CalPERS Earns 8.6% for Latest Fiscal Year

Pension results were just under its custom benchmark, missing the mark by six basis points.

The largest US pension plan, the California Public Employees’ Retirement System, has announced preliminary fiscal year returns of 8.6% for the 12-month year ending June 30.

The net returns, announced in a press release on the $351 billion plus system’s website, were helped by returns of 16.1% in the system $27 billion private equity program and 11.5% in its $172.5 billion public equities asset class.

CalPERS Chief Investment Officer Ted Eliopoulos in the press release credited “strong performance” in the system’s private equity and pubic equity program for allowing the system to exceed its assumed rate of return of 7.375% for the 2017-2018 fiscal year.

While CalPERS exceed the rate of return assumption, it fell slightly short of its own custom policy benchmark by 6 basis points. Public equity underperformed its custom benchmark by 42 basis points while private equty underperformed its benchmark by 250 basis points.

CalPERS officials calculate a 71% funding ratio for the system based on the latest investment returns, up from 68% from the returns as of June 30, 2017.

The future still looks less than certain for CalPERS investment-wise.

The retirement system starting on July 1, 2019 will have lowered its assumed rate of return to 7% based on expectations of lower future investment returns. While CalPERS investment staff and its consultants conclude that the system can earn those average returns on an annualized basis over the next 30 years, the next decade looks like a tougher period according to projections. CalPERS investment staff and consultants expect an average annualized rate of return of around 6.2% over the next decade.

CalPERS third large asset class, its $68.9 billion fixed income program, performed poorly in the last fiscal year. The asset class in the 12-months ending June 30, produced returns of 0.4% though it was 38 basis points above the asset classes custom benchmark.

Results of other assets class were 8% for the retirement plan’s $37.4 billion real assets program, which includes real estate, 9.3% for its $24.3 billion inflation assets program and 1.7% for its $16.5 billion liquidity program.

The real assets program was 119 basis points above its custom benchmark and inflation assets and liquidity were both 37 basis points above their separate custom benchmarks.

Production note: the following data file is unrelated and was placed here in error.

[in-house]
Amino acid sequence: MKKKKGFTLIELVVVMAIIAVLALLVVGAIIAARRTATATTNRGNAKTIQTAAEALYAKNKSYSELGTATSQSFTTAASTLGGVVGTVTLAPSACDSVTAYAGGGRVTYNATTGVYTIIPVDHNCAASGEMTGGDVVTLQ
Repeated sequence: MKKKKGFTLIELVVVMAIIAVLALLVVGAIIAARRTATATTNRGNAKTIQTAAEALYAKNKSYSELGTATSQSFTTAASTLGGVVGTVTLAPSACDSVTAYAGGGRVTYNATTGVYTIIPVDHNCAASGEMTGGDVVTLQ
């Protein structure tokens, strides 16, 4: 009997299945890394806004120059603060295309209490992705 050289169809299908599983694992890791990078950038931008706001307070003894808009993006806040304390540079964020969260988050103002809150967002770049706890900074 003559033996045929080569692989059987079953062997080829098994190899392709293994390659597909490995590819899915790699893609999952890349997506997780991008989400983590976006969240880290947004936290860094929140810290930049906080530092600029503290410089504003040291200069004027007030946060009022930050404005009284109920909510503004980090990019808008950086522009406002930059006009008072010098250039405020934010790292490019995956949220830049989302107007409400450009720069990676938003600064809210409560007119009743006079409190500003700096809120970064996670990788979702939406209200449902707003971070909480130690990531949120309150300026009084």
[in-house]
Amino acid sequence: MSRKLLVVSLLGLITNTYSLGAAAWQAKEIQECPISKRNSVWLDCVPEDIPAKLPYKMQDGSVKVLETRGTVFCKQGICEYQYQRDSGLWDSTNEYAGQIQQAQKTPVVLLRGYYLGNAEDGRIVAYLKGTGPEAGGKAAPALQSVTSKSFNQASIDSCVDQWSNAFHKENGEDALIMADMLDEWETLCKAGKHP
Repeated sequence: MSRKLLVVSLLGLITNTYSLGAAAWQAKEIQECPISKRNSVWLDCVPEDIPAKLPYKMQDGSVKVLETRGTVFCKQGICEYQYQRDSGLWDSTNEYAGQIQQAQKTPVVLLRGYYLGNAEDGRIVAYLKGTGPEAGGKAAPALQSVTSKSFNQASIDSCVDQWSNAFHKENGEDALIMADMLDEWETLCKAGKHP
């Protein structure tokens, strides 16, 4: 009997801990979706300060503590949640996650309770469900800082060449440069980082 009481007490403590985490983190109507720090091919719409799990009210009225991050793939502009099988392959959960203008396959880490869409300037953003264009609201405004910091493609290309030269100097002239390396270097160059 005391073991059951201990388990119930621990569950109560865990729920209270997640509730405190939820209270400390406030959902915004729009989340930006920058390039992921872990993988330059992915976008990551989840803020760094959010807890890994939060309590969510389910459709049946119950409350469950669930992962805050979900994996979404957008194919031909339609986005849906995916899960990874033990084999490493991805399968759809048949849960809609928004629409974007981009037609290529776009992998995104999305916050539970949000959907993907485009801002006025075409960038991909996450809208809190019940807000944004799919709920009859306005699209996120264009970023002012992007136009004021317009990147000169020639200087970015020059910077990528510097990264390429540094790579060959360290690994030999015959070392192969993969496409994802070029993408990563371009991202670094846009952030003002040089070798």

Isolating CalPERS $31.2 billion real estate program from the overall real assets program, shows less robust performance. Real estate produced returns of 6.8% for the latest fiscal year, 26 basis points beyond its customer benchmark.

CalPERS overall real assets returns were propped up by its infrastructure program, which returned 20.6% in the fiscal year, 1416 basis points above its custom benchmark. However, the infrastructure program has just $4.2 billion invested, around 0.2% of CalPERS total portfolio.

CalPERS, like other major institutional investors around the world, has made a big push for infrastructure assets, but competition is intense among institutional investors to find those investment assets.

The other component of CalPERS real assets program, its $2 billion forestland program, saw results of 1.9% in the fiscal year ended June 30, 187 basis points below its custom benchmark.

CalSTRS investment staff has been attempting to sell the forestland portfolio for at least several years but has been unable to dispose of the assets with incurring a major loss. The portfolio has been a constant underperformer year after year.

While the performance numbers released by CalPERS are as of June 30, private equity and real estate numbers lag by three months and are as of March 31.

CalPERS latest 8.6% return is below the 2016 fiscal year’s 11.2% return but significantly above the 0.61% return in the 2015 fiscal year.

CalPERS also released long term performance numbers saying as of June 30, fund performance was an annualized 8.1% for the five-year period, an annualized 5.6% for the ten-year period and an annualized 6.1% for the 20-year period.

Longer term investment results are still being impacted by the great financial crisis which saw CalPERS lose around 20% of its overall assets.

After audits, the fund’s final fiscal year investment results will be available at its August board meting, a CalPERS spokesperson confirmed.

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